Billionaire investor Ronald Burkle is making his first official foray into the New York City boutique hotel scene with a stake in the upcoming NoMad Hotel. The 168-room project, on the corner of Broadway and 28th Street, is scheduled to open during the first quarter of 2012 after several years of delays, with room rates starting at around $400 per night. Burkle, whose Yucaipa Cos. already owns a 30 percent stake in Morgans Hotel Group, made his investment through a new venture with Sydell Group, the hotel developer and operator that owns the 124-year ground lease for the site and that is also a part-owner of the Ace Hotel one block away.

Wal-Mart is opening its first-ever Wal-Mart Express next week in a small city in Arkansas, part of a new format of small stores that could ultimately help the retailer break into the New York City market., Wal-Mart is aiming its Express chain -- whose branches will contain around 15,000 square feet -- at rural and urban areas where grocery stores are relatively scarce. After opening the prototype in Gentry, two more Express stores will open in Chicago this summer, followed by another dozen nationwide by the end of the year. If the Chicago market proves to be a success, New York City could be next, a Wal-Mart.

The cost of City Hall's renovation has soared to $119 million, or nearly twice the original budget for the project. Workers installing sprinklers in the building have uncovered new and "alarming" water damage to the ceilings, among other needed fixes, sending costs through the building's decaying roof. That roof was, in fact, the original, 2009 impetus for a $65 million renovation plan, after a ten-foot section of the ceiling in a second-floor committee room collapsed. Workers have since been reinforcing, painting and re-plastering the roof of the Council Chamber and replacing the stars and rosettes that had sustained damage..

The North Park Apartments, a 123-unit Section 8 affordable housing complex on the Upper West Side, will remain affordable for at least the next 30 years thanks to a $36 million financing award from the city for the Related Companies to use towards renovations. Related last gut-renovated the five-story complex at 20 West 102nd Street in 1983, when it was converted into an affordable housing project. Now fully occupied, the building will get new bathrooms, fixtures and floors, as well as improvements to the mechanical systems. Proceeds raised from the $27.8 million in tax-exempt bonds and $8.1 million in recycled tax-exempt bonds will translate into roughly $55,000 worth of upgrades per unit, according to the city's Housing Development Corp.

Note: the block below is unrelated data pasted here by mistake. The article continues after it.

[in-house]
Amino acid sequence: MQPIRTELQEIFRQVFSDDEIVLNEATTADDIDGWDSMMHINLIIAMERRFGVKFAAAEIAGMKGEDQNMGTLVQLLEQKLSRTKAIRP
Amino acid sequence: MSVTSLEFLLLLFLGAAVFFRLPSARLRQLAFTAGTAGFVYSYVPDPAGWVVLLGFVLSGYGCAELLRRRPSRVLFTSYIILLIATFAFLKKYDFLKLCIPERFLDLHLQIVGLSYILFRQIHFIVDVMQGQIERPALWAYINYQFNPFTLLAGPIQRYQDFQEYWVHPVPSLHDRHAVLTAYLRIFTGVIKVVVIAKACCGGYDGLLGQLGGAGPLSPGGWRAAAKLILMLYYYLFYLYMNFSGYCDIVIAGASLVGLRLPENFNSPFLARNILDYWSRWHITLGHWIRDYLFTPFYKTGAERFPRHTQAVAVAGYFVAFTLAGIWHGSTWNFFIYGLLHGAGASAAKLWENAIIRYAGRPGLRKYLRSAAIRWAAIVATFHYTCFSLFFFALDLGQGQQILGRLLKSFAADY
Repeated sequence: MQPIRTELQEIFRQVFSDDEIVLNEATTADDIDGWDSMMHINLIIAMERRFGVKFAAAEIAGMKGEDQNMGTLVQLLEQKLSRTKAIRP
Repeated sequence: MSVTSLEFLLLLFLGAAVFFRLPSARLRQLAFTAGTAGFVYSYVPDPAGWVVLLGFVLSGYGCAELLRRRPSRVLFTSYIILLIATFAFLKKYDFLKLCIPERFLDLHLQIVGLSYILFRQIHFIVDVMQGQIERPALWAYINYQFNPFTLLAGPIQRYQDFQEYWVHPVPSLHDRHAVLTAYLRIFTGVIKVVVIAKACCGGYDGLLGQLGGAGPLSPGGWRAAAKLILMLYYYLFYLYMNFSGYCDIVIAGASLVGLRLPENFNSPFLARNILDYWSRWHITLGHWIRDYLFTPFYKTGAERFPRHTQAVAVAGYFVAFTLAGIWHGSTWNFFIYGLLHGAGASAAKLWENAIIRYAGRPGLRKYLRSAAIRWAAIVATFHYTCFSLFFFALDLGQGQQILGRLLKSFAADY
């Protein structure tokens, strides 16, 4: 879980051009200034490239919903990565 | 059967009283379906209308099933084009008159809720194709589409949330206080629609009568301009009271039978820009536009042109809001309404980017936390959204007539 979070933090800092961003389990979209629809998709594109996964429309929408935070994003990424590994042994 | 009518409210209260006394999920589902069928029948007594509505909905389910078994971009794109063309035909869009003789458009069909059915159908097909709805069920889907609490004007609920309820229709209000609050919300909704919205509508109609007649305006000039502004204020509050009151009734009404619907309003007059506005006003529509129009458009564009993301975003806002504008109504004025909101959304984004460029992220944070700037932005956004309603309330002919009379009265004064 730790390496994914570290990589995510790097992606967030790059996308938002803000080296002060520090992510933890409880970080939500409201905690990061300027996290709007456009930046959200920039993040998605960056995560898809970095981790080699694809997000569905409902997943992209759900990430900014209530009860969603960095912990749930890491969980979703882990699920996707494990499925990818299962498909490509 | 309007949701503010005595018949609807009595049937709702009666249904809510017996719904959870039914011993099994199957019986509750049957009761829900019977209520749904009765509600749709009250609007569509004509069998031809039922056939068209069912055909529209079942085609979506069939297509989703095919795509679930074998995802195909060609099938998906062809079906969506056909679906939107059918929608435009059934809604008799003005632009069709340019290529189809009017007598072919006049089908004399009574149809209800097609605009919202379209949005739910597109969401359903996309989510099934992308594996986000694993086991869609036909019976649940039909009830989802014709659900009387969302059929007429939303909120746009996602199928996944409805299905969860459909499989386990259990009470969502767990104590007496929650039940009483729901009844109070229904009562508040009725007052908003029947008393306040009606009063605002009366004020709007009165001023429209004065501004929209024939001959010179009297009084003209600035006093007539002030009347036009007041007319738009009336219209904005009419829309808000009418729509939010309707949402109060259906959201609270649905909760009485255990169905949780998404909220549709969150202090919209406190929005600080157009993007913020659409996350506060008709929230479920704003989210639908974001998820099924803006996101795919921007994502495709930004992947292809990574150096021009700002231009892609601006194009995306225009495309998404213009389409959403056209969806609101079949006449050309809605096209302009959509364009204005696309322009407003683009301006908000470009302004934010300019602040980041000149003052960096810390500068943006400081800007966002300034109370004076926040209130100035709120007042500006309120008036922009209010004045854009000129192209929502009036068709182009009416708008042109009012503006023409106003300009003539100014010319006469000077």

New York-based Blackstone Group will borrow up to $1.35 billion to refinance the debt on a portfolio of office buildings largely comprised of California properties. Blackstone acquired most of the properties through its purchases of CarrAmerica Realty and Trizec Properties in 2006. MetLife and New York Life Insurance will underwrite senior mortgages worth $850 million, while the Government of Singapore Investment Corp. will provide a mezzanine loan to cover the rest.

The lease for the 1 million-square-foot Hunts Point Terminal Produce Cooperative Market expired yesterday, and its vendors have reached a tentative deal with the city to stay in the South Bronx for three more years while the two sides hammer out a more long-term arrangement. Per the terms of the deal, the co-op will negotiate exclusively with the city for the next nine months over the construction of a new facility and a long-term lease.

New York's Fifth Avenue remains the world's most expensive retail destination as retailers continue to focus on major fashion capitals,. Rental values for the strip, extending from 49th to 59th streets, reached $2,100 per square foot, marking an increase of more than 10 percent in the last 12 months..

Hilton is looking at several locations in Manhattan where it would open its first Homewood Suites hotel, which is part of its extended-stay concept,.

Office and industrial loan delinquency rates are continuing to worsen as figures improve for all other major property types,. The U.S. commercial mortgage-backed security delinquency rate fell slightly in May with the percentage of loans 30 or more days delinquent, in foreclosure or real-estate owned declining 5 basis points to 9.6 percent. Although relatively small, the decline is actually the biggest rate drop for commercial real estate loans in CMBS in two years. "Last month, the delinquency rate posted its biggest rate of increase since late 2010 -- a 23 basis point jump," "The increase took many CMBS pros by surprise as it came after three consecutive months of improving results."

Switzerland's largest lender, UBS AG, is in talks to move its Stamford, Conn.-based U.S. investment bank to Larry Silverstein's planned 3 World Trade Center tower by 2015. The bank, which currently has New York City offices at 299 Park Avenue and 1285 Sixth Avenue, would take around 800,000 square feet at the 71-story, 2.1 million-square-foot skyscraper, which will have an alternate address of 175 Greenwich Street and is one of four that Silverstein is planning for the site. UBS completed the move to its Stamford facility, which houses the world's largest trading floor, in 2002.